As you may remember from my recent post, last Saturday was the inaugural Parke parkrun. If you read the course description beforehand, you may have been under the impression that the course goes a bit like this:
Run, run, run, run, run, bit stony, run, run, bit of a slope, run, run, trees, run, run run, steep slope (but it’s downhill so that’s okay), run, run, run, run, river, run, run, run, cycle track, run, hill, run, run, trees, run, run, run, stony again, run, run, run, finish.
The more astute among you may have noticed the occasional mention of the word “hill” in there. You may have sat at your computer (or tablet, or phone) and thought “hmm, sounds a bit hilly, a little undulating, perhaps”. Having run the course on Saturday I can confidently say that you are completely and utterly mistaken.
It’s really hilly.
Now before I get strung up by the organisers, I should probably stress that it’s not too bad, really, as far as the slopes go. I may have exaggerated slightly for effect. But it is unlikely to be a PB course for most people.
We arrived on a mist-shrouded Saturday morning, driving through a field of extremely nonplussed sheep to reach the car park above the manor house. It was my first time at a new parkrun and I was very surprised to see so many multi-coloured runners tying shoe laces, stretching, searching for the loos and generally wandering about the place. Overall there were 103 runners there, which was a far greater number than I had expected. We still managed to easily find a parking space, not so easily find the loos, and then joined the others down at the start/finish line.
Thanks were offered (to the volunteers, to the National Trust and to the people who had helped get the event up and running) and then we were off, running along the drive towards the house. Before we could wreak havoc on their nicely manicured lawn, we were diverted off down a stony track towards the River Bovey. The going was a little muddy underfoot, but nothing compared with some of the tracks at Plym Valley earlier in the year. This section is fairly narrow, so we soon settled into single file, waiting for it to open up again and some overtaking to take place.
Reaching the furthest end of the first loop, we turned back on ourselves and immediately began to climb up towards some trees. This is a gradual slope and, although the pace dropped a bit, it was easy enough to keep going as it headed up towards the clouds (which were quite low; it wasn’t that big a hill). Just before the top, however, it suddenly throws a steep incline at you, and then taunts you with a conveniently placed bench as the path levels out again. The path returns the way you came, albeit somewhat higher than on the way out, as you run between the trees back towards Parke House.
The hardest part of the whole course is probably the descent back to the lower path. It is a seriously steep slope and, with the muddy conditions underfoot, we had to take it very sedately to avoid arriving somewhat surprised at the bottom of the hill, face-first and minus a shoe.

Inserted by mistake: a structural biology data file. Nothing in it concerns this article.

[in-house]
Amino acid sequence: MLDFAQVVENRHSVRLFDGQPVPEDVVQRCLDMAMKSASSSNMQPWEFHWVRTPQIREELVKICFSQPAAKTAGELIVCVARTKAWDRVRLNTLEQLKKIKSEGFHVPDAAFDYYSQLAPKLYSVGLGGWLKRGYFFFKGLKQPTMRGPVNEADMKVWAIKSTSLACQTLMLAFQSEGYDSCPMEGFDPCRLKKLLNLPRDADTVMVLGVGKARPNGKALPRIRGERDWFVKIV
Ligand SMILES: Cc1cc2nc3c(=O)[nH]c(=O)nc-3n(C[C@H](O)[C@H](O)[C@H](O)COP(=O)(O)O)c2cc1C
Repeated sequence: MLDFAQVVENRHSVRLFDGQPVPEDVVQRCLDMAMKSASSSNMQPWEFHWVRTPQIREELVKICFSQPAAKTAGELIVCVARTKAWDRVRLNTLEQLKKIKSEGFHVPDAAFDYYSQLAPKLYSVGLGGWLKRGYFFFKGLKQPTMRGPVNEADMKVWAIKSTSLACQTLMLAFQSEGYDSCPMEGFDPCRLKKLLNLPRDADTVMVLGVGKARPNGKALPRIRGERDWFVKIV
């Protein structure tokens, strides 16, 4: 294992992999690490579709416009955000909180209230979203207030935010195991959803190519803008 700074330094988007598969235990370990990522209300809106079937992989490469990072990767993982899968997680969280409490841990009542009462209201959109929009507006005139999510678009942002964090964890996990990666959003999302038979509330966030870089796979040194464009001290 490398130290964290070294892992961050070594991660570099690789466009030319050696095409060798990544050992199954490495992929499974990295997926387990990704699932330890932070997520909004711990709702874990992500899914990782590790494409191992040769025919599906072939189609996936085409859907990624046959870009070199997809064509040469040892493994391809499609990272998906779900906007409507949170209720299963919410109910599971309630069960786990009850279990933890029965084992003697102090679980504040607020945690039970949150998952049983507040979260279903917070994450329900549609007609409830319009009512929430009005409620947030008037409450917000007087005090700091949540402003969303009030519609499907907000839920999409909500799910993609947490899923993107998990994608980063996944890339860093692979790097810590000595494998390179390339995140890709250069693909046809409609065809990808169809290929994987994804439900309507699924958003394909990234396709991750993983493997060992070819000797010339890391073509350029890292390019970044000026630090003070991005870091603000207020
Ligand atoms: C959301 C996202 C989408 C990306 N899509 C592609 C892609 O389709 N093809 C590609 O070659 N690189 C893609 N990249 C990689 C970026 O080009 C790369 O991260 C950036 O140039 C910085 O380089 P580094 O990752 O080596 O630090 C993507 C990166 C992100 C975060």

From there, you cross the river and complete a second, shorter loop. This is almost a mirror-image of the first loop, following the river to start off with before climbing, only slightly, to reach a cycle track. Turning off the cycle track, you meet the second hill of the course. For those of you familiar with the Plym Valley hill, this is of a similar ilk and was a little bit of a surprise at that stage in the run. Once you’ve conquered this second hill though, it’s plain sailing as you descend back to the cycle track, the flat cycle track, and then descend again to re-cross the river.
The final stretch takes you back up the stony track beneath the house to rejoin the main driveway and a flat race to the finish line.
Despite being very local to Parke, I haven’t been there since I was on holiday in Devon with my family when I was about 10. As with the Killerton and Plym Valley parkruns, this isn’t just a chance to go for a 5k run on a Saturday morning, it’s also a chance to run through some beautiful countryside and, in my case, visit somewhere I hadn’t been to in 20 years. Even on a damp, misty morning, the parkland still throws up some excellent views and we were cheered on by the hammering of woodpeckers in the trees. At least, I think it was the woodpeckers. I’m pretty sure it wasn’t the sound of the blood pumping in my ears as I huffed and puffed up the hills.
We had finished the first Parke parkrun. And, not only that, Mrs RB had finished her first barcoded parkrun. We made sure to get them scanned and then headed off in search of the cafe.
If the route description leaves you a little unsure about whether to try the Parke parkrun or not, please can I offer the cafe as the deciding factor, the jewel in the crown of this parkrun. It was doing a roaring trade by the time we arrived, with the aroma of bacon tempting most people towards the parkrun special. We shared a bacon focaccia and had a cup of coffee each, sat outside the cafe. A word of warning, don’t drop your guard for a moment or the resident cat will be in to steal your coffee. He appears to be a proper caffeine addict. And surprisingly quick.
So that was Parke parkrun number one. It was good to see it so well attended and I will definitely be back again to test myself against those slopes. With Plym Valley, Killerton and now Parke all within reach of where I live, there are plenty of options for the discerning parkrunner. In my opinion they all offer a different challenge and that is surely no bad thing.